An American study of WWI on Western Front, using French sources and placing the French Army in the center of the narrative, appeared in 2005: Pyrrhic Victory by BG Robert A. Doughty. For 20 years, Doughty was the head of West Point's history department and it's a loss for us that he did not study and publish ACW work (although he does appear in a compilation with Mark Grimsley). This marvelously analytical weaving together of doctrine, strategy, and operations is a page-turner that brings clarity to the chaotic disorder we associate with the war in France.
It followed by four years the adventurously revisionist John Mosier's Myth of the Great War, which colored its arguments in gaudy polemic. Mosier viewed the British and French as tactical imbeciles outclassed by their German counterparts, who consistently used less to accomplish more. This part of his treatise causes the most offense, as you'd expect, and is less interesting than his deep analysis showing the overwhelming quantitative and qualitative superiority of the Central Powers' artillery on the Western Front. For Mosier, America's arrival on the field is absolutely decisive, as was Pershing's obstinate commitment to his doctrine of "Open Warfare."
In The AEF Way of War, Mark Ethan Grotelueschen takes Pershing's "Open Warfare" doctrine as his starting point, then charts how division commanders either followed Pershing to ruin or creatively made their own private doctrines to cope with war fighting in France. Very analytical, very simple, consistently interesting. The same author also has published a revisionist artillery study of the AEF. Grotelueschen teaches history at the USAF Academy.
Collapse at the Meuse Argonne traces "The Failure of the Missouri-Kansas Division" (as the subtitle says) in 1918. It's an extensive treatment of a signal American failure on the Western Front that steers clear of doctrine or strategy but focuses on lack of training, lack of leadership, lack of organization, and supply shortages that will surprise readers new to AEF history. Pershing comes off poorly here.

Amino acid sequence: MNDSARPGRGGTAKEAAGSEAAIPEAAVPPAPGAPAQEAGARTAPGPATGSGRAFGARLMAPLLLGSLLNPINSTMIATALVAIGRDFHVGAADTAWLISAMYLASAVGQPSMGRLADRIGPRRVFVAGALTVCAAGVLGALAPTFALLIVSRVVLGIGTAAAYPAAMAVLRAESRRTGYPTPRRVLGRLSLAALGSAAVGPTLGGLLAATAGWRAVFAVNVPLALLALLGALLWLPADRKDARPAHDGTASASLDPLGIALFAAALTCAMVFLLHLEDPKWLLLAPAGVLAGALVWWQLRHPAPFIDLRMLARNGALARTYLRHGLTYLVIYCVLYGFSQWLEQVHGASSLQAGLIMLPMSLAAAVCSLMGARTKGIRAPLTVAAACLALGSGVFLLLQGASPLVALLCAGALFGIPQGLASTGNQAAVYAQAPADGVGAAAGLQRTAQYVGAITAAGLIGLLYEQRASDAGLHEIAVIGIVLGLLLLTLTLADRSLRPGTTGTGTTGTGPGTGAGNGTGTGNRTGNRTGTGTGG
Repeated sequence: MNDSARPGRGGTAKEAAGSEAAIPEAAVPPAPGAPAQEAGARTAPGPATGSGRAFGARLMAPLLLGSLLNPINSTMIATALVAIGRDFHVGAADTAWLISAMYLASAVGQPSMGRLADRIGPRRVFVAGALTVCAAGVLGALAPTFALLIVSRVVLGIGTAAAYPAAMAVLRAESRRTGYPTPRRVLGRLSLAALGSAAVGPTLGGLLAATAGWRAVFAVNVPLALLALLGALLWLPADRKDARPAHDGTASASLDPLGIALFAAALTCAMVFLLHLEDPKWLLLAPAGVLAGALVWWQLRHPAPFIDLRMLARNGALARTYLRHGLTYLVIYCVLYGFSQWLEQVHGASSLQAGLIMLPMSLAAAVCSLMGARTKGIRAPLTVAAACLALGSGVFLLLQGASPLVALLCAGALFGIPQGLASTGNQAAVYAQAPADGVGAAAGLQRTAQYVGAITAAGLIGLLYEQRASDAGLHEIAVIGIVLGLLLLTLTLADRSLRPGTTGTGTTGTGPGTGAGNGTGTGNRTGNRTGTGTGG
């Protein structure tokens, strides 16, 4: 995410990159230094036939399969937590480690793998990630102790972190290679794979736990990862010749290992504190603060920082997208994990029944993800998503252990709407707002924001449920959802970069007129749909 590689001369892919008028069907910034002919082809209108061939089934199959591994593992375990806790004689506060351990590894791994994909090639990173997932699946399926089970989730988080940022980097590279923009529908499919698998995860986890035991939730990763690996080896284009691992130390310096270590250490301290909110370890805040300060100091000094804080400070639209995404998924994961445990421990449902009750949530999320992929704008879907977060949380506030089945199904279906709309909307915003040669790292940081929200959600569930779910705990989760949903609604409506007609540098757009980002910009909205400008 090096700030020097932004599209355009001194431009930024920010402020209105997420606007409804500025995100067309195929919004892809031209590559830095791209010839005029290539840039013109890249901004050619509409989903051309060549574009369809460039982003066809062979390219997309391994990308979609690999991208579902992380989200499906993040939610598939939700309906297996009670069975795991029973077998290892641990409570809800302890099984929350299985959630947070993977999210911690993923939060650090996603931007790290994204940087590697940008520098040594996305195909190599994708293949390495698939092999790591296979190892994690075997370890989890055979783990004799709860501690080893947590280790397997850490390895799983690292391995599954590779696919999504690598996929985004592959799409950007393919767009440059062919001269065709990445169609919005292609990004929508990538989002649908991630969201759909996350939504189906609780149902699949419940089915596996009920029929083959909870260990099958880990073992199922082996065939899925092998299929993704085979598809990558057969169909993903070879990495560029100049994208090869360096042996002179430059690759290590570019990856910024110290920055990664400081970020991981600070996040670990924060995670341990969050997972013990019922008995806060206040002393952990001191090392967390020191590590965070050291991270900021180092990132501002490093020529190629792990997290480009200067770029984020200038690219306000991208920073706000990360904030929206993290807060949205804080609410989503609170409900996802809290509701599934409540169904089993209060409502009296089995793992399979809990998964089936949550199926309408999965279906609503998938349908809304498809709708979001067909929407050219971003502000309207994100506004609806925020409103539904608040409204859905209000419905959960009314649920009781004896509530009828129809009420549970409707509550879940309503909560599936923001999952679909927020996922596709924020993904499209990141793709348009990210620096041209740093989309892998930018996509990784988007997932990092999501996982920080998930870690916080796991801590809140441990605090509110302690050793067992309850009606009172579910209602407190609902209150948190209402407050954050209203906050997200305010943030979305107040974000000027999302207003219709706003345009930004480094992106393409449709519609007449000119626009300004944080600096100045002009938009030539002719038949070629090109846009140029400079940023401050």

If we broaden the day's readings beyond WWI, let me recommend the arresting works of Jonathan Shay, one of those many literary M.D.s. He wrote two books that present - this sounds far fetched - Homer's epic poems as explorations of PTSD. Moving and convincing, this is the best introduction to "shell shock" I know of and it helped me understand a few odd quirks of my own post-military behavior.
For physical shock - what it means to be wounded and to recover - Nick Popaditch's Once a Marine (written with Mike Steere) has garnered 13 five-star reviews out of 14 votes cast at Amazon.
For a completely unexpected and unpredictable reading experience, I suggest a free electronic government publication called The Gulag Study, a compilation of sightings of U.S. servicemen in Soviet concentration camps. The cumulative effect on the reader of each fragment presented builds slowly and is hard to describe.
By the same token, if you want to know what all those black MIA flags represent to the flags' fliers, have at An Enormous Crime: The Definitive Account of American POWs Abandoned in Southeast Asia by Hendon and Stewart. It runs to 487 pages of text with 74 pages of notes.
A final recommendation: should you want to explore the rhetoric that leads men to risk all, see Richard F. Miller's new In Word and Deeds: Battle Speeches in History. He presents a systematic approach to classifying and analyzing this form of speech that establishes a new paradigm. You'll note the many Civil War speeches here but will see few from WWI.